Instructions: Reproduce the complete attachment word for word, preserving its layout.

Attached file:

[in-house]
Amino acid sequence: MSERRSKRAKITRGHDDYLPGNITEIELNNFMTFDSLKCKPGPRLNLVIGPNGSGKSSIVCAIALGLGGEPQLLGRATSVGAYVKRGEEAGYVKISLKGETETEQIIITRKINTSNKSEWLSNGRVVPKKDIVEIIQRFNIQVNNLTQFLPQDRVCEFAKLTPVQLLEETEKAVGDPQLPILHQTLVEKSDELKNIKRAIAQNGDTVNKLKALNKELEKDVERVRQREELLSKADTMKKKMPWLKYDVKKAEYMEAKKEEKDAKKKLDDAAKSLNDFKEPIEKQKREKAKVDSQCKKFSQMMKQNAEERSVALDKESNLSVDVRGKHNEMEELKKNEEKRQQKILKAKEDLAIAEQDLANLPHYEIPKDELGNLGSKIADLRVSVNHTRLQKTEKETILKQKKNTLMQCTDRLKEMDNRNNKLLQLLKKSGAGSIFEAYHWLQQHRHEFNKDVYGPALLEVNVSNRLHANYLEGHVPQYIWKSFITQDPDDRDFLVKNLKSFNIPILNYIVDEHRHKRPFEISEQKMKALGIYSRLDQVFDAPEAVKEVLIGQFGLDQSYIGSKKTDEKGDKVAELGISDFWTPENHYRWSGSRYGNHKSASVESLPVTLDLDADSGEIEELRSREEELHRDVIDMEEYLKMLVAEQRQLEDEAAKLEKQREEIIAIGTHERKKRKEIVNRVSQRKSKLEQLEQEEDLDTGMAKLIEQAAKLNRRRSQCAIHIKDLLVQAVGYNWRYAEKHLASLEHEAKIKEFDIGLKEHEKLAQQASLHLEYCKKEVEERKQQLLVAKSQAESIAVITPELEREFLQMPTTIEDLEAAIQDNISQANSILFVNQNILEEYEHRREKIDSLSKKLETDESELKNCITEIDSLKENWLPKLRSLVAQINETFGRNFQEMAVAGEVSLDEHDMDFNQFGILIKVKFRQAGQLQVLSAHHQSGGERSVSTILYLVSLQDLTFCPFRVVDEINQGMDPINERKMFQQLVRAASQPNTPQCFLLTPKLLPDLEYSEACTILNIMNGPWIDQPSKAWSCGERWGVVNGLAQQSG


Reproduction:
[in-house]
Amino acid sequence: MSERRSKRAKITRGHDDYLPGNITEIELNNFMTFDSLKCKPGPRLNLVIGPNGSGKSSIVCAIALGLGGEPQLLGRATSVGAYVKRGEEAGYVKISLKGETETEQIIITRKINTSNKSEWLSNGRVVPKKDIVEIIQRFNIQVNNLTQFLPQDRVCEFAKLTPVQLLEETEKAVGDPQLPILHQTLVEKSDELKNIKRAIAQNGDTVNKLKALNKELEKDVERVRQREELLSKADTMKKKMPWLKYDVKKAEYMEAKKEEKDAKKKLDDAAKSLNDFKEPIEKQKREKAKVDSQCKKFSQMMKQNAEERSVALDKESNLSVDVRGKHNEMEELKKNEEKRQQKILKAKEDLAIAEQDLANLPHYEIPKDELGNLGSKIADLRVSVNHTRLQKTEKETILKQKKNTLMQCTDRLKEMDNRNNKLLQLLKKSGAGSIFEAYHWLQQHRHEFNKDVYGPALLEVNVSNRLHANYLEGHVPQYIWKSFITQDPDDRDFLVKNLKSFNIPILNYIVDEHRHKRPFEISEQKMKALGIYSRLDQVFDAPEAVKEVLIGQFGLDQSYIGSKKTDEKGDKVAELGISDFWTPENHYRWSGSRYGNHKSASVESLPVTLDLDADSGEIEELRSREEELHRDVIDMEEYLKMLVAEQRQLEDEAAKLEKQREEIIAIGTHERKKRKEIVNRVSQRKSKLEQLEQEEDLDTGMAKLIEQAAKLNRRRSQCAIHIKDLLVQAVGYNWRYAEKHLASLEHEAKIKEFDIGLKEHEKLAQQASLHLEYCKKEVEERKQQLLVAKSQAESIAVITPELEREFLQMPTTIEDLEAAIQDNISQANSILFVNQNILEEYEHRREKIDSLSKKLETDESELKNCITEIDSLKENWLPKLRSLVAQINETFGRNFQEMAVAGEVSLDEHDMDFNQFGILIKVKFRQAGQLQVLSAHHQSGGERSVSTILYLVSLQDLTFCPFRVVDEINQGMDPINERKMFQQLVRAASQPNTPQCFLLTPKLLPDLEYSEACTILNIMNGPWIDQPSKAWSCGERWGVVNGLAQQSG